Those of you who attended SourceCon NYC last month got a sneak peek from HootSuite CEO, Ryan Holmes, of what HootSuite just announced yesterday regarding their new Social Analytics. If you have struggled to really show ROI on time spent “playing” on various social networks for sourcing and recruiting, these new tools will really help you to prove that you aren’t wasting your time (unless of course you’re really just playing FarmVille on company time).
With Social Analytics you’ll be able to track Twitter brand mentions, measure Twitter profile follower growth, examine Facebook Likes and demographics, overlay social link clicks and website visits from Google, and choose from over 30 report modules to plug into customizable report templates.
There are both free and pay-for reports that can be created with the new Social Analytics. For example, those using a free HootSuite account can run a click summary for HootSuite’s ow.ly URL shortener to see the number of clicks on shared links. Those with paid accounts will be able to create custom reports based on a point system — the type of plan you’re on will determine how many points you can use, and you can opt to purchase more credits if you need them at any time.
An example of one of the interesting reports you can view is the “Twitter to web conversion” in the Google Analytics quick report. What this shows are the number of tweets from a designated account overlayed and applied to the number of visits to the selected website. Here’s a sample of what our ‘Twitter to web conversion” looks like, for @SourceConNews:
From a sourcing practitioner’s viewpoint, this is huge because you’ll be able to show your managers and clients how your activity on Twitter, Facebook, and other social technologies actually does drive traffic to your various company and client sites. You can customize reports with company logos and headers, so for practitioners, contractors, and consultants who are using social media for sourcing for multiple companies, you can run individual, customized reports for each client.
From a sourcing management standpoint, this is also huge. Taking social recruiting activity data to corporate leadership will start the ball rolling on education of the importance of recruiting having a presence in the world of social networks and emerging technologies. This is what sourcing leaders really need to do to show the capabilities of sourcing and the necessity of the sourcing function within recruiting organizations.
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To be fair, there are other social media management platforms that provide some analytics to users. CoTweet (which was acquired by ExactTarget last year) allows you to view reach, impressions, retweets, engagement, and influence, as well as export data to Excel for further analysis. And TweetDeck does allow for bit.ly URL shortener stats to be viewed, but that’s pretty much it. HootSuite has set the bar pretty high with these new tracking and analysis tools.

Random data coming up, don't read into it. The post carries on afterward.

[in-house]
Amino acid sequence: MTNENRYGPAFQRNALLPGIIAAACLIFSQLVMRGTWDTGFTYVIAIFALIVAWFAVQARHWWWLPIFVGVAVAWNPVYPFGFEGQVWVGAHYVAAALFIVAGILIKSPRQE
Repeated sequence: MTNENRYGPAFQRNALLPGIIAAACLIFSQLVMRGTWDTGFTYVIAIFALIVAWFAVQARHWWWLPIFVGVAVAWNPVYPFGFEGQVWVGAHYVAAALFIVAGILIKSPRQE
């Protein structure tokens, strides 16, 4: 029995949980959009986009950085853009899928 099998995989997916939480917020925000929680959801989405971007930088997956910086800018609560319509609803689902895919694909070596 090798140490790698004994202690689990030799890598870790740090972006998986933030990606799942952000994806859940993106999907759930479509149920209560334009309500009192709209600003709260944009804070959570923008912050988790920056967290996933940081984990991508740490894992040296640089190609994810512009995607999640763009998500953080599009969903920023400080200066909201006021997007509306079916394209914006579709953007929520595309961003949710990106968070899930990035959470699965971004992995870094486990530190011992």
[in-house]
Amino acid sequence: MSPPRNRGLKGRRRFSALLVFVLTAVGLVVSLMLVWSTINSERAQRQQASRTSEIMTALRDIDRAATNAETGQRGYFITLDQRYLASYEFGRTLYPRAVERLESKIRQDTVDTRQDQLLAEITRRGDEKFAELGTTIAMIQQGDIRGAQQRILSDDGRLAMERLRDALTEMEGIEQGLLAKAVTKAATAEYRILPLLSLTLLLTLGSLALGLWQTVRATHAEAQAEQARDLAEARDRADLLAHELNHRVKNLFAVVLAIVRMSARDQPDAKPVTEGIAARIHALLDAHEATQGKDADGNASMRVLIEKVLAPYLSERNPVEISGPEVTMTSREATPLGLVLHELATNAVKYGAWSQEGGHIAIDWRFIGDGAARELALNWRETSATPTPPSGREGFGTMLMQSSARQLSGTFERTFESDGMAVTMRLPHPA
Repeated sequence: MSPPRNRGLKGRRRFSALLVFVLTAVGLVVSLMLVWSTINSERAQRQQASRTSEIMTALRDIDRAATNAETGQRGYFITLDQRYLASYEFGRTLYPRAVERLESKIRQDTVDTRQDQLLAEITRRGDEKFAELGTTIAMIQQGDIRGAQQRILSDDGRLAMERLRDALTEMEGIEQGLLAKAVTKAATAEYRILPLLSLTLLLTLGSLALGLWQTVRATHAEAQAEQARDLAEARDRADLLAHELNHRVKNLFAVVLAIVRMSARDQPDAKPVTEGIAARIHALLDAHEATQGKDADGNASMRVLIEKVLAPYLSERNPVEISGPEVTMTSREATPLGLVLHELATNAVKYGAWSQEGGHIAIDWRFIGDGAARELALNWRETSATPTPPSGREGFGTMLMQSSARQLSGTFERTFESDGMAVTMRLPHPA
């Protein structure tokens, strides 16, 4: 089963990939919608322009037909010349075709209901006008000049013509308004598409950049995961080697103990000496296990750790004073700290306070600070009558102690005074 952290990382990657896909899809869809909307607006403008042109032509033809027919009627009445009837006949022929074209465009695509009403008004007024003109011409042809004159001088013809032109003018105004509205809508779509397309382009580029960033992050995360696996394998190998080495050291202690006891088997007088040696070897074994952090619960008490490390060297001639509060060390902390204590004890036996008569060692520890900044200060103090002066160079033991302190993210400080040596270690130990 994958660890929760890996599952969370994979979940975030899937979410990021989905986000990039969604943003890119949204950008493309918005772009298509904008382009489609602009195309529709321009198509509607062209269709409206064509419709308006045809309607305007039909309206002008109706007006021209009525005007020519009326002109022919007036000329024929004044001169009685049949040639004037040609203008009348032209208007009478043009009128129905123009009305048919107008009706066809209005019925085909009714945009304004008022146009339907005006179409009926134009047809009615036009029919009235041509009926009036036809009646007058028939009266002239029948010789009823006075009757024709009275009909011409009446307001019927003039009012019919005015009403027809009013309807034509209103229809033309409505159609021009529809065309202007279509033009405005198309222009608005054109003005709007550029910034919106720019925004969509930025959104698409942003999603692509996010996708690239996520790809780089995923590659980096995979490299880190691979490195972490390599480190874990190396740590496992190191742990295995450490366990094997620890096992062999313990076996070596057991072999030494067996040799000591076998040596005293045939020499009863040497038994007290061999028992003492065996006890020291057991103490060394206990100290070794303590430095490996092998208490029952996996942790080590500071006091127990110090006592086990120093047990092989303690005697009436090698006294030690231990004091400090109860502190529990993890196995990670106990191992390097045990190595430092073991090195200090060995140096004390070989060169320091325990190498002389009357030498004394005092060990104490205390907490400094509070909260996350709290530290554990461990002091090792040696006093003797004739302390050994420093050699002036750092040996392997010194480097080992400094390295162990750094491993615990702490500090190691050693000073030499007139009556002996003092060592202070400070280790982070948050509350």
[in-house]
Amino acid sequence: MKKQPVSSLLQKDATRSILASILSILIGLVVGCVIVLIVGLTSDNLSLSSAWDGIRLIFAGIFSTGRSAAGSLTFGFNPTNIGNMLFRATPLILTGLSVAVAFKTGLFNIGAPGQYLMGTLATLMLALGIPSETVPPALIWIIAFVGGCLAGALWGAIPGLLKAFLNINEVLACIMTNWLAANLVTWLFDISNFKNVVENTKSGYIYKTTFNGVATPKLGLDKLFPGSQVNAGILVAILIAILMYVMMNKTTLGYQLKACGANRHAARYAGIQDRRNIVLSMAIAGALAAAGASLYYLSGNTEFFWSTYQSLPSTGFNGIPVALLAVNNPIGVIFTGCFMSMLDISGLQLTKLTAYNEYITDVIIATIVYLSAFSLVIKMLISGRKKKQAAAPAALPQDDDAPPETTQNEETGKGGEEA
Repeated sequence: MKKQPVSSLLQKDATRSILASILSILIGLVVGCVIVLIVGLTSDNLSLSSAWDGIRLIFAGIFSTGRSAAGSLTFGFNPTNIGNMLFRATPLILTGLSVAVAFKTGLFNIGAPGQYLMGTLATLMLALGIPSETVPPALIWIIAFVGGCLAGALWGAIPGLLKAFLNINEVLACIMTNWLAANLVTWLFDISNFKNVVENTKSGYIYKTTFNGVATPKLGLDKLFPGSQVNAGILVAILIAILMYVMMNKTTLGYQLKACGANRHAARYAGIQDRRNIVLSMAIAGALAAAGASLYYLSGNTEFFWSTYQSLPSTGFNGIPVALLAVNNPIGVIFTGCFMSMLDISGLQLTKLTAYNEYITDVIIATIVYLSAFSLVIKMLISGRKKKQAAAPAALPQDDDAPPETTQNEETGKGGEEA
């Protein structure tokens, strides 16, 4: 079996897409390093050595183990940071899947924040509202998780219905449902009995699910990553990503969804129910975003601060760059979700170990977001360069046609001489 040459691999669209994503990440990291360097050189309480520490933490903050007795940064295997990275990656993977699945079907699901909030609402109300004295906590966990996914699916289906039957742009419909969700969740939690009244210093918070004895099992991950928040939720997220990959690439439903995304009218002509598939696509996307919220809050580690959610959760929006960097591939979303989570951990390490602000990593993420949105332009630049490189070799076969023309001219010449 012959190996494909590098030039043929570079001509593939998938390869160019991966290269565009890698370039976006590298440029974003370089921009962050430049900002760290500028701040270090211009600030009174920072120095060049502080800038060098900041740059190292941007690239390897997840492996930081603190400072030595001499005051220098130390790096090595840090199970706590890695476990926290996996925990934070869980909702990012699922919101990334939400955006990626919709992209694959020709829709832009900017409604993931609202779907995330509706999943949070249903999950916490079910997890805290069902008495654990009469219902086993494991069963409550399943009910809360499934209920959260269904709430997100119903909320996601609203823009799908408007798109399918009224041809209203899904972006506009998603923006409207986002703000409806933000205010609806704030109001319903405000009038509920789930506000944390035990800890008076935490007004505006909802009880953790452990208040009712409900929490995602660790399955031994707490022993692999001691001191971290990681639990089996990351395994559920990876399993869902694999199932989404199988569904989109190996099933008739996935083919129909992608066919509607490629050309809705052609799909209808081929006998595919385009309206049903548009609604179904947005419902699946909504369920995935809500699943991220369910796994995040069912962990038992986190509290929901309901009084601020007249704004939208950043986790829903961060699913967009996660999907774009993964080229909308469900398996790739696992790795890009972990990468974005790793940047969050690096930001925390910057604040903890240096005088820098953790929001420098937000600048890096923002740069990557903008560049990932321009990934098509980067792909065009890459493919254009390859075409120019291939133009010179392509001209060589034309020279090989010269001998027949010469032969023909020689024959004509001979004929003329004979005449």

Just a couple of things to keep in mind:
- There IS a cost associated with customizing reports and running more robust analytics. Hey — HootSuite is a for-profit company and they have to pay their bills, too. That being said, there are some good analytics available to those with Basic (free) accounts, but you’ll have to upgrade to a Pro (paid) account to have more.
- “Playing around” with the customization of reports will cost you points. So only save what you’re doing if you intend to use it — I created a custom report and saved it, incorrectly thinking that it would only diminish my points if I chose to print or share it. I was wrong and now I have no more points! It would be nice to be able to create a custom report once without diminishing points, just to take it for a test-drive.
- When counting the number of tweets sent from an account, it appears that the only tweets counted are ones sent from the HootSuite platform. This will mess with your ratios if you’re using auto-feed delivery programs like Twitterfeed, dlvr.it, or other programs that automatically push tweets through your account.
- It appears that when you export the Google Analytics report, the Twitter to web conversion does not show up — it simply looks like an analysis of daily website visits without the Twitter overlay. I’m not sure if this is a glitch that will be fixed or if this is how it was designed to be exported. This can be overcome by sharing the dynamic report with team members, but doing so will require being on a Pro plan.
- Just a thought from me: from a sourcing perspective, I think it would be really cool to overlay HootSuite/Foursquare (or other LBS technology) check-ins to website visits. From our perspective, if we tweet job opportunities from unique locations it could give us a better idea of job seeker interest based on geography. I’m hoping that a HootSuite representative will read this post and consider this for future updates!
Check out this video for a quick glance at Social Analytics in action.